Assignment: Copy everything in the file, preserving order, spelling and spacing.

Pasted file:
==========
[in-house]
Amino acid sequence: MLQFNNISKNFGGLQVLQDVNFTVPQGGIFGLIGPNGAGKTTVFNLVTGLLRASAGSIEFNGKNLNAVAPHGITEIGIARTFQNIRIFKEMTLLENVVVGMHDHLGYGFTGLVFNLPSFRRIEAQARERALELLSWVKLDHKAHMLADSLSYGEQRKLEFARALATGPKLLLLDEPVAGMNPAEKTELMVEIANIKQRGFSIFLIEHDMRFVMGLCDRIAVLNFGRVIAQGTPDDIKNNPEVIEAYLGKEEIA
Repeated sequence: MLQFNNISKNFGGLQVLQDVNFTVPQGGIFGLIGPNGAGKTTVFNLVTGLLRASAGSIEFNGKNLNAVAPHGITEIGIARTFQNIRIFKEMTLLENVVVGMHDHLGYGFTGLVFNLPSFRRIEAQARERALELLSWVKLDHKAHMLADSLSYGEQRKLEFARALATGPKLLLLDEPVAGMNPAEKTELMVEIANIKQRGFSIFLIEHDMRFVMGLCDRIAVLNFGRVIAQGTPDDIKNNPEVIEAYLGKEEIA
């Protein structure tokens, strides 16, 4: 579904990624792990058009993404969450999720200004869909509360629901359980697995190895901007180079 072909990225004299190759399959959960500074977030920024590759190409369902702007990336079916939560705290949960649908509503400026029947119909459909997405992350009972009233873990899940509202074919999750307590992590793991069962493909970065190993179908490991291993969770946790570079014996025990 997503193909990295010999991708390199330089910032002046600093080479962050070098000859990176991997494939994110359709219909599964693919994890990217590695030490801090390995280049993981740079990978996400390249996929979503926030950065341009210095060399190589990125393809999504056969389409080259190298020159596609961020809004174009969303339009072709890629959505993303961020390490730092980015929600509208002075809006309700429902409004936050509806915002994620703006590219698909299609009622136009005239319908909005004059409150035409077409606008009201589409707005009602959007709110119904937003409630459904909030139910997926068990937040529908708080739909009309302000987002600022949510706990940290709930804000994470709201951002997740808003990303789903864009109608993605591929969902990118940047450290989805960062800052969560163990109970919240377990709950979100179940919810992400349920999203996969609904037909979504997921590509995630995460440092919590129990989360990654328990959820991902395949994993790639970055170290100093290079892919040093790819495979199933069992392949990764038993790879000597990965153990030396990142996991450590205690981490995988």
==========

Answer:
[in-house]
Amino acid sequence: MLQFNNISKNFGGLQVLQDVNFTVPQGGIFGLIGPNGAGKTTVFNLVTGLLRASAGSIEFNGKNLNAVAPHGITEIGIARTFQNIRIFKEMTLLENVVVGMHDHLGYGFTGLVFNLPSFRRIEAQARERALELLSWVKLDHKAHMLADSLSYGEQRKLEFARALATGPKLLLLDEPVAGMNPAEKTELMVEIANIKQRGFSIFLIEHDMRFVMGLCDRIAVLNFGRVIAQGTPDDIKNNPEVIEAYLGKEEIA
Repeated sequence: MLQFNNISKNFGGLQVLQDVNFTVPQGGIFGLIGPNGAGKTTVFNLVTGLLRASAGSIEFNGKNLNAVAPHGITEIGIARTFQNIRIFKEMTLLENVVVGMHDHLGYGFTGLVFNLPSFRRIEAQARERALELLSWVKLDHKAHMLADSLSYGEQRKLEFARALATGPKLLLLDEPVAGMNPAEKTELMVEIANIKQRGFSIFLIEHDMRFVMGLCDRIAVLNFGRVIAQGTPDDIKNNPEVIEAYLGKEEIA
């Protein structure tokens, strides 16, 4: 579904990624792990058009993404969450999720200004869909509360629901359980697995190895901007180079 072909990225004299190759399959959960500074977030920024590759190409369902702007990336079916939560705290949960649908509503400026029947119909459909997405992350009972009233873990899940509202074919999750307590992590793991069962493909970065190993179908490991291993969770946790570079014996025990 997503193909990295010999991708390199330089910032002046600093080479962050070098000859990176991997494939994110359709219909599964693919994890990217590695030490801090390995280049993981740079990978996400390249996929979503926030950065341009210095060399190589990125393809999504056969389409080259190298020159596609961020809004174009969303339009072709890629959505993303961020390490730092980015929600509208002075809006309700429902409004936050509806915002994620703006590219698909299609009622136009005239319908909005004059409150035409077409606008009201589409707005009602959007709110119904937003409630459904909030139910997926068990937040529908708080739909009309302000987002600022949510706990940290709930804000994470709201951002997740808003990303789903864009109608993605591929969902990118940047450290989805960062800052969560163990109970919240377990709950979100179940919810992400349920999203996969609904037909979504997921590509995630995460440092919590129990989360990654328990959820991902395949994993790639970055170290100093290079892919040093790819495979199933069992392949990764038993790879000597990965153990030396990142996991450590205690981490995988």